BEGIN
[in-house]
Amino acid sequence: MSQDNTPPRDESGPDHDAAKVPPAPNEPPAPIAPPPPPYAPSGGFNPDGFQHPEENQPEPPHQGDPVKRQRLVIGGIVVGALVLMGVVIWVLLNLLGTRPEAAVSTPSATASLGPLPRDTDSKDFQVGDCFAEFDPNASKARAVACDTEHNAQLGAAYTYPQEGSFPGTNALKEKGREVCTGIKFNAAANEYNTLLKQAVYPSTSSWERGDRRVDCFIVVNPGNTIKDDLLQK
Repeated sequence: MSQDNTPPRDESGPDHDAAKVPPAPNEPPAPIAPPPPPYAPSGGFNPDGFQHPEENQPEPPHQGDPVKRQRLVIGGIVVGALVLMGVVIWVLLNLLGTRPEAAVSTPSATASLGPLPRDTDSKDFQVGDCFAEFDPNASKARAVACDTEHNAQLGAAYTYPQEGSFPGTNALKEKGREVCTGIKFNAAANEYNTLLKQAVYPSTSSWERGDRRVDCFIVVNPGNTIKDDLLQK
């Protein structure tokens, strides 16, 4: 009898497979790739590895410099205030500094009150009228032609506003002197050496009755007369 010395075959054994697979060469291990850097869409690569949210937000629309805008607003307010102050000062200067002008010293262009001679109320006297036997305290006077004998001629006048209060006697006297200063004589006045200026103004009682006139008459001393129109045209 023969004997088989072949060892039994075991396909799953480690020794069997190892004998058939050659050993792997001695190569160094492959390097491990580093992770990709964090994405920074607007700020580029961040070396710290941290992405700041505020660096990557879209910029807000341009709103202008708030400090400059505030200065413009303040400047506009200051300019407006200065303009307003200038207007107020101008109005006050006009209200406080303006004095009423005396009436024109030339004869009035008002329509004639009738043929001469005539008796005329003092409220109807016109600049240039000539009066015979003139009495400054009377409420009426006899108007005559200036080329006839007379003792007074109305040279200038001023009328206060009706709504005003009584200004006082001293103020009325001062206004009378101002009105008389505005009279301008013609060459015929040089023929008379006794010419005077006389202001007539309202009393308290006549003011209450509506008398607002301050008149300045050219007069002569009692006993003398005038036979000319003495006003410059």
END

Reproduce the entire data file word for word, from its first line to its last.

[in-house]
Amino acid sequence: MSQDNTPPRDESGPDHDAAKVPPAPNEPPAPIAPPPPPYAPSGGFNPDGFQHPEENQPEPPHQGDPVKRQRLVIGGIVVGALVLMGVVIWVLLNLLGTRPEAAVSTPSATASLGPLPRDTDSKDFQVGDCFAEFDPNASKARAVACDTEHNAQLGAAYTYPQEGSFPGTNALKEKGREVCTGIKFNAAANEYNTLLKQAVYPSTSSWERGDRRVDCFIVVNPGNTIKDDLLQK
Repeated sequence: MSQDNTPPRDESGPDHDAAKVPPAPNEPPAPIAPPPPPYAPSGGFNPDGFQHPEENQPEPPHQGDPVKRQRLVIGGIVVGALVLMGVVIWVLLNLLGTRPEAAVSTPSATASLGPLPRDTDSKDFQVGDCFAEFDPNASKARAVACDTEHNAQLGAAYTYPQEGSFPGTNALKEKGREVCTGIKFNAAANEYNTLLKQAVYPSTSSWERGDRRVDCFIVVNPGNTIKDDLLQK
């Protein structure tokens, strides 16, 4: 009898497979790739590895410099205030500094009150009228032609506003002197050496009755007369 010395075959054994697979060469291990850097869409690569949210937000629309805008607003307010102050000062200067002008010293262009001679109320006297036997305290006077004998001629006048209060006697006297200063004589006045200026103004009682006139008459001393129109045209 023969004997088989072949060892039994075991396909799953480690020794069997190892004998058939050659050993792997001695190569160094492959390097491990580093992770990709964090994405920074607007700020580029961040070396710290941290992405700041505020660096990557879209910029807000341009709103202008708030400090400059505030200065413009303040400047506009200051300019407006200065303009307003200038207007107020101008109005006050006009209200406080303006004095009423005396009436024109030339004869009035008002329509004639009738043929001469005539008796005329003092409220109807016109600049240039000539009066015979003139009495400054009377409420009426006899108007005559200036080329006839007379003792007074109305040279200038001023009328206060009706709504005003009584200004006082001293103020009325001062206004009378101002009105008389505005009279301008013609060459015929040089023929008379006794010419005077006389202001007539309202009393308290006549003011209450509506008398607002301050008149300045050219007069002569009692006993003398005038036979000319003495006003410059």